The present invention, therefore, is well adapted to carry out the objectives and attain both the ends and the advantages mentioned, as well as other benefits inherent therein. While the present invention has been depicted, described, and is defined by reference to particular embodiments of the invention, such references do not imply a limitation to the invention, and no such limitation is to be inferred. The invention is capable of considerable modification, alteration, and equivalents in form and/or functions, as will occur to those of ordinary skill in the pertinent arts. The depicted and described embodiments of the invention are exemplary only, and are not exhaustive of the scope of the present invention. Consequently, the present invention is intended to be limited only by the spirit and scope of the appended claims, giving full cognizance to equivalents in all respects.
|Cited Patent||Filing date||Publication date||Applicant||Title|
|US3616841||Oct 30, 1967||Nov 2, 1971||Energy Research And Generation||Method of making an inorganic reticulated foam structure|
|US4058482||Dec 20, 1976||Nov 15, 1977||United Technologies Corporation||Fuel cell electrode|
|US4125676||Aug 15, 1977||Nov 14, 1978||United Technologies Corp.||Carbon foam fuel cell components|
|US4175165||Jul 20, 1977||Nov 20, 1979||Engelhard Minerals & Chemicals Corporation||Fuel cell system utilizing ion exchange membranes and bipolar plates|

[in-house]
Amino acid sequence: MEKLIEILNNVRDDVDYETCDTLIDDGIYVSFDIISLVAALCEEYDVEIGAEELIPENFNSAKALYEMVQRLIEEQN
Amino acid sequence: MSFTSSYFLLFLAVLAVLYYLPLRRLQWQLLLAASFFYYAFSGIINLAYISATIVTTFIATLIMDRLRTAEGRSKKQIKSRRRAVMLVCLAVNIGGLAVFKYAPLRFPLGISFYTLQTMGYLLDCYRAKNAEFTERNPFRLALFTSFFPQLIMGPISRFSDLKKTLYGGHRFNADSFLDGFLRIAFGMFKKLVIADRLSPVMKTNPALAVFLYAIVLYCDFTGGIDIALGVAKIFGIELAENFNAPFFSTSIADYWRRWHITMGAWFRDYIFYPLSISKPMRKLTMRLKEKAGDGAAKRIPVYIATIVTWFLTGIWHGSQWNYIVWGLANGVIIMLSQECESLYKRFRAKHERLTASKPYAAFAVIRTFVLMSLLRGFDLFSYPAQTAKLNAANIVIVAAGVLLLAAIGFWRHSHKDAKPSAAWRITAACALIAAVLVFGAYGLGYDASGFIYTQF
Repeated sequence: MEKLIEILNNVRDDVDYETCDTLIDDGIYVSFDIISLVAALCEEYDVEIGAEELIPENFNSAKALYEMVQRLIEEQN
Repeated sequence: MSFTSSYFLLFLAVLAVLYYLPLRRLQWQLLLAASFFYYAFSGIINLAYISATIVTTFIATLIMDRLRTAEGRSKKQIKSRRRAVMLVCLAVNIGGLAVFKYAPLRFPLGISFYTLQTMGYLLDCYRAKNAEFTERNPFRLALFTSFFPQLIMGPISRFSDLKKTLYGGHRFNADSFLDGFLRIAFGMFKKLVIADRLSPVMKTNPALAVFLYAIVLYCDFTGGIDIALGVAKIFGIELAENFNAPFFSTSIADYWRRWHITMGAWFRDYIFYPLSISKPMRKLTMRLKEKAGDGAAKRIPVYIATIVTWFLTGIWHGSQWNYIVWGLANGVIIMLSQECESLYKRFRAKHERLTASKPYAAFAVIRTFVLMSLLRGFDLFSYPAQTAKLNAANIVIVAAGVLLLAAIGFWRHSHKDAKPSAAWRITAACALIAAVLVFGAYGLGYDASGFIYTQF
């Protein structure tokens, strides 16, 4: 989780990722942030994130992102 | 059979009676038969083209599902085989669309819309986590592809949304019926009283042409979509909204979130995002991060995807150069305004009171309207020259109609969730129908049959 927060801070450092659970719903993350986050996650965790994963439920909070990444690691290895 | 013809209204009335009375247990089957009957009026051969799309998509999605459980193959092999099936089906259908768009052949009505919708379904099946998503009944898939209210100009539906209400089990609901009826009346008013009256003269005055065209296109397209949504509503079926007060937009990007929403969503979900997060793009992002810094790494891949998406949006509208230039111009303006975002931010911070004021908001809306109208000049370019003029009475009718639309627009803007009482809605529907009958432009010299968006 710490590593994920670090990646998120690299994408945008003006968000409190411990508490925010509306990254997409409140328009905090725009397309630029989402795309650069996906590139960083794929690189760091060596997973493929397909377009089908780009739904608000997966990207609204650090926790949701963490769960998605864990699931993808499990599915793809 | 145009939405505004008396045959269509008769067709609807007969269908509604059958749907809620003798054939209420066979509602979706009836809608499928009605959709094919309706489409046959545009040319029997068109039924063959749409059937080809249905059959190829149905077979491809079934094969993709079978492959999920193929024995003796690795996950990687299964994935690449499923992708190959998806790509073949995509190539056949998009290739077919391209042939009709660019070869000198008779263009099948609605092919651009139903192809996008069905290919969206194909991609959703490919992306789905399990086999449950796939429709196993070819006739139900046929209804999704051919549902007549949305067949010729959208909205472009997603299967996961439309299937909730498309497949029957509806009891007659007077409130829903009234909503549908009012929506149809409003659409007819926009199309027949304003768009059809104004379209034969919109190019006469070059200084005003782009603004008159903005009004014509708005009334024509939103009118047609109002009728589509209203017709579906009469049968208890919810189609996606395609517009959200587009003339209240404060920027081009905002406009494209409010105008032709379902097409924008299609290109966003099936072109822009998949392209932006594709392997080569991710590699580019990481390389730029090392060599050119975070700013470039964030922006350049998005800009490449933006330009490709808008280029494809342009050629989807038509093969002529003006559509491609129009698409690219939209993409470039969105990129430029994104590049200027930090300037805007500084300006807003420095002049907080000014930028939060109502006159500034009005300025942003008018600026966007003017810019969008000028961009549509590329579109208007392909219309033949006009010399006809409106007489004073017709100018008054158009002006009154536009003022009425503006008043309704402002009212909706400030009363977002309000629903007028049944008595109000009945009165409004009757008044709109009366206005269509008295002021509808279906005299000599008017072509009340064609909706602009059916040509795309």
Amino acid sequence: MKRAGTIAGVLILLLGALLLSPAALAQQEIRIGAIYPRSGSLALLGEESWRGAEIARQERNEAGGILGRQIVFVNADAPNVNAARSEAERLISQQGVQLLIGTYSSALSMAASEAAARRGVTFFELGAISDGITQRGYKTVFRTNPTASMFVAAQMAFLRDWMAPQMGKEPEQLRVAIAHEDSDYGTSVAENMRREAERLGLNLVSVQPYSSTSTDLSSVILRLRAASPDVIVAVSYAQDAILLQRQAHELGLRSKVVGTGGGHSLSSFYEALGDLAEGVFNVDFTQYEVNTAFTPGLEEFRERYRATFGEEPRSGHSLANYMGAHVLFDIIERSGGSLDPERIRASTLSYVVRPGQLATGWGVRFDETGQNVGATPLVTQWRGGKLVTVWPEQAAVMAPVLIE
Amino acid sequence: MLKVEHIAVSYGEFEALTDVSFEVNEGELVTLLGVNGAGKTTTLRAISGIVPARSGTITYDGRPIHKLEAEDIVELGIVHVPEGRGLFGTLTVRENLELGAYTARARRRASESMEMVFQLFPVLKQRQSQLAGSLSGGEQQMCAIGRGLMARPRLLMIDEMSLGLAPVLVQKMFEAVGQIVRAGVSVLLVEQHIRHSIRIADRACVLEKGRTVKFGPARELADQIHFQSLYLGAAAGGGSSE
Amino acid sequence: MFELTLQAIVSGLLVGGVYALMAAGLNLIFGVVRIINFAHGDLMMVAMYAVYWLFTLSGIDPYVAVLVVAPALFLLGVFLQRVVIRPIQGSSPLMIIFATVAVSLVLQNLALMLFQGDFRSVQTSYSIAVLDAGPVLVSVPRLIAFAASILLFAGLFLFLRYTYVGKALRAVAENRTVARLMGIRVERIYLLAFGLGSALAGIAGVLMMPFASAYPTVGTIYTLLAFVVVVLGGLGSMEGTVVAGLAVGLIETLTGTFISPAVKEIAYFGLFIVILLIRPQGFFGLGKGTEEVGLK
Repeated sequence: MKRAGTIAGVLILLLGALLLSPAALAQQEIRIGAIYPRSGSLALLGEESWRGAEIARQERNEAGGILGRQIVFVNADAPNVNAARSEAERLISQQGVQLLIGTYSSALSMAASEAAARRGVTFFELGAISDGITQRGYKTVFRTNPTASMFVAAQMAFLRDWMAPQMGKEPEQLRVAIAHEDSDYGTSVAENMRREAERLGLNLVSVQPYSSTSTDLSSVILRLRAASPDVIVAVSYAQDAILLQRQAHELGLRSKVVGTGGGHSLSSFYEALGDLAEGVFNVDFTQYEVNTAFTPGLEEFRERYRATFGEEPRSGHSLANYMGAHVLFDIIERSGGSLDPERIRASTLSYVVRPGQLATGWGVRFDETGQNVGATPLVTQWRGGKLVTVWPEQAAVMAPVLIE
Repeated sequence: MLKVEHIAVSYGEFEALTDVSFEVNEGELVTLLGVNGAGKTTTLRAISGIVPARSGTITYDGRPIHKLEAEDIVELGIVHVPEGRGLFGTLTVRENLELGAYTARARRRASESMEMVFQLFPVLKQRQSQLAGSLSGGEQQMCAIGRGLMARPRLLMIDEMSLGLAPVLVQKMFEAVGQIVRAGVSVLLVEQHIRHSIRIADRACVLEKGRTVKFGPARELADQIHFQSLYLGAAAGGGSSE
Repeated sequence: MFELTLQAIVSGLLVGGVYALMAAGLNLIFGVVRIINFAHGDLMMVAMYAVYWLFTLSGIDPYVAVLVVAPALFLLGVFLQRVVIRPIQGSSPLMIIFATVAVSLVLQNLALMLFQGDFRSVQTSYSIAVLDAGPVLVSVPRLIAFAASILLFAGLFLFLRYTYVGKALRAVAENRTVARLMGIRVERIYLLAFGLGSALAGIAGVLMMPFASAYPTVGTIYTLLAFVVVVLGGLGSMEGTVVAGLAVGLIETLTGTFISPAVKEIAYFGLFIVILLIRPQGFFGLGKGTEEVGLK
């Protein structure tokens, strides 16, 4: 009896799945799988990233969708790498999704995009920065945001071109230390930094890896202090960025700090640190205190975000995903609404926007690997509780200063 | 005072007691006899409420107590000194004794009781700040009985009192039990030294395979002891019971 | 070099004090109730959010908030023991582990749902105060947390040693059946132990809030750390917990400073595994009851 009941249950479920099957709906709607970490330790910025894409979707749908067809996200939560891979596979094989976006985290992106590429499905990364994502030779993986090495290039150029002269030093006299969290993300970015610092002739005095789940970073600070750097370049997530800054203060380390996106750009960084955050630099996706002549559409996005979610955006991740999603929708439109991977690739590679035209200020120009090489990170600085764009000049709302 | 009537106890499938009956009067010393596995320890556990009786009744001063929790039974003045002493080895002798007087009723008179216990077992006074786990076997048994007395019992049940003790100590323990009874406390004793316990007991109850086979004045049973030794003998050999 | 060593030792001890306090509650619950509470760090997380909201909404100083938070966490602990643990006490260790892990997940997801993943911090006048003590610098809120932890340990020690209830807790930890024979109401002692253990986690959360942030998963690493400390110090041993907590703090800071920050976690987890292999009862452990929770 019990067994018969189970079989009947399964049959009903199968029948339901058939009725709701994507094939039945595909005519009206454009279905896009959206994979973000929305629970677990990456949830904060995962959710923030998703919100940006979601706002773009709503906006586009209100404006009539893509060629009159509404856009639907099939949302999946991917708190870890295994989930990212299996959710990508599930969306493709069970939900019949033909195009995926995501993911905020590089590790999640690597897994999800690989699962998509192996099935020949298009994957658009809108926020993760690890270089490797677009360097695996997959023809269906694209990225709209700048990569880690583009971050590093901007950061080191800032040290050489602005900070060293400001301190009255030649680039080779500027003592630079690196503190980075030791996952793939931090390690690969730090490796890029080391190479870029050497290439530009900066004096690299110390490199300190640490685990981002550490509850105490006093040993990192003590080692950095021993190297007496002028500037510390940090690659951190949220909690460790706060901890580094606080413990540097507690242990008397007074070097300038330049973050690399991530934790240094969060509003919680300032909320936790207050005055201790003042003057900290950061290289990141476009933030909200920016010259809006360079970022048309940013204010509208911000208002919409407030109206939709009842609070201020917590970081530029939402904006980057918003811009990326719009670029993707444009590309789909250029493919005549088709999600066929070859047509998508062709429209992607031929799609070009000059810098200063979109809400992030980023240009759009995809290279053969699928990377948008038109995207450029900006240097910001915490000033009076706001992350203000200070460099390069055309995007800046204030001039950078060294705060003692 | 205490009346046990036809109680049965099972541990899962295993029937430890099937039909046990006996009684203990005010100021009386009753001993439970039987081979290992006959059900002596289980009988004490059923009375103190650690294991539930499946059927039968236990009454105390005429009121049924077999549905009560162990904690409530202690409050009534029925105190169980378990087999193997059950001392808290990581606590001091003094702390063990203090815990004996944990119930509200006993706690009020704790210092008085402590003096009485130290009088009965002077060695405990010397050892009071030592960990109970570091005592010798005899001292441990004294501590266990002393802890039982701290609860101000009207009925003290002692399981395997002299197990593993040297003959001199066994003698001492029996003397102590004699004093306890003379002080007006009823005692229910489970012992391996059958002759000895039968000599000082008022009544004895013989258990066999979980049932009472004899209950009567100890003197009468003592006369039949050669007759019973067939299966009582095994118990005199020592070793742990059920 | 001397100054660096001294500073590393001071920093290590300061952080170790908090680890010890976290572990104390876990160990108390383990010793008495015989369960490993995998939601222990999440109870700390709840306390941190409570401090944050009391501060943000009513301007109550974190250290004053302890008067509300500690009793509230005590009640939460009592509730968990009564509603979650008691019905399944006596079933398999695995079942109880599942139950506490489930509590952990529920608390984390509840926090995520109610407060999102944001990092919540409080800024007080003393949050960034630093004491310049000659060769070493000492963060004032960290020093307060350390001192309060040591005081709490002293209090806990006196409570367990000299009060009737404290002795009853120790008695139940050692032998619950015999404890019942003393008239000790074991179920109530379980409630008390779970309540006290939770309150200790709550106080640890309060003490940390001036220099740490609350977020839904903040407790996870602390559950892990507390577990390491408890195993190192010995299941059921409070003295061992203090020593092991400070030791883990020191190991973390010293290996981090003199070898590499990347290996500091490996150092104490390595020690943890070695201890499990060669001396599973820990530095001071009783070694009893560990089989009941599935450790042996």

|US4496437||Jun 22, 1983||Jan 29, 1985||The Dow Chemical Company||Method for producing a dual porosity body|
|US4818741||Nov 20, 1986||Apr 4, 1989||Electric Power Research Institute, Inc.||Porous and porous-nonporous composites for battery electrodes|
|US4876115||Mar 3, 1988||Oct 24, 1989||United States Department Of Energy||Electrode assembly for use in a solid polymer electrolyte fuel cell|
|US4910099||Dec 5, 1988||Mar 20, 1990||The United States Of America As Represented By The United States Department Of Energy||Preventing CO poisoning in fuel cells|
|US5079105||May 17, 1990||Jan 7, 1992||Asea Brown Boveri Ltd.||Device for conversion of chemical energy from hydrocarbons into electric energy by an electrochemical high-temperature process|
|US5364712||Dec 23, 1993||Nov 15, 1994||Hughes Aircraft Company||Dual porosity gas evolving electrode|